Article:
She said the implementation will be constantly monitored.

What is the law about?

Now, with the new law, intentional infliction of minor injury envisions a fine of up to 200 monthly calculation indexes, correctional labor in the same amount, community service for up to 200 hours; or arrest for up to 50 days.

Inflicting beatings or committing other violent actions that cause physical pain but do not result in minor injury is punishable by a fine of up to 80 monthly calculation indexes, correctional labor in the same amount, community service for up to 80 hours, or arrest for up to 25 days.

The law excludes the option of reconciliation of parties in case of violence against minors.

Individuals convicted of the murder of a minor or sexual abuse of a minor are to face life imprisonment under the new legislation.

Bringing a person to suicide or attempted suicide by threats, cruelty, or systematic humiliation of the victim's dignity, or inducing or aiding suicide shall be punished by restriction of liberty for a term of up to three years or by deprivation of liberty for the same term. The same action against minors entails deprivation of liberty from 5 to 9 years.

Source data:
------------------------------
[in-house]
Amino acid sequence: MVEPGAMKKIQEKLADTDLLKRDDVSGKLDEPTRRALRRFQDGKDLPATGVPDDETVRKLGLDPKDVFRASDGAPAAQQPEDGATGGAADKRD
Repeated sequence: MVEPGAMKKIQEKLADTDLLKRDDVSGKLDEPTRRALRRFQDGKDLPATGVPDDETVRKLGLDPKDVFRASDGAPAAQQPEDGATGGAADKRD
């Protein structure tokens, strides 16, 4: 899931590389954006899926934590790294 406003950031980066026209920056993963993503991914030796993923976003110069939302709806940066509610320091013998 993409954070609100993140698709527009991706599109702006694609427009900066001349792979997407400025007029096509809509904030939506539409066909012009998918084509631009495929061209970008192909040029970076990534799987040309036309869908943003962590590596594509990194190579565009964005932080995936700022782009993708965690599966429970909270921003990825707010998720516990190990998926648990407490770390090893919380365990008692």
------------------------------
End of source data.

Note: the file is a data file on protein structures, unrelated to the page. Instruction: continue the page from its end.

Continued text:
This is a victory for every woman and child

Dinara Zakiyeva is one of the people significantly contributing to the development of the law.

“This is a victory for every child and woman. (...) Each amendment can be named after a child and a woman who died as a result of violence. Childhood should be happy and safe. And this law is a big step towards the realization of this goal,” she wrote in a Facebook post.

Director of the Kazakhstan Institute for Strategic Studies under the President of Kazakhstan, Yerkin Tukumov, emphasized the important role of new amendments in changing people’s mentality.

“I believe that this is not just an ordinary law, it is one of the laws that will change our society as a whole for the long term. Such laws could not have been adopted in conditions where neither society nor the authorities were ready for it. We see a lot of other examples in different countries where patriarchal norms persist. We have only now public opinion has matured and there is a movement on the part of the authorities to hear and adopt important laws for the country," Tukumov told Kazinform.

Addressing the public at an event discussing the criminalization of domestic violence, Sukhrob Khojimatov, UNDP Deputy Representative in Kazakhstan, said “It is important that criminalization policies simultaneously include a wide range of measures related to alternative approaches, to work on early detection and to prevention of gender-based violence.”

“Although the police play a major role, we need to develop coordination and interaction both within the protection sector itself (police, prosecutors, courts) and between all actors (police, crisis centers, health and social protection organizations, legal services),” he added.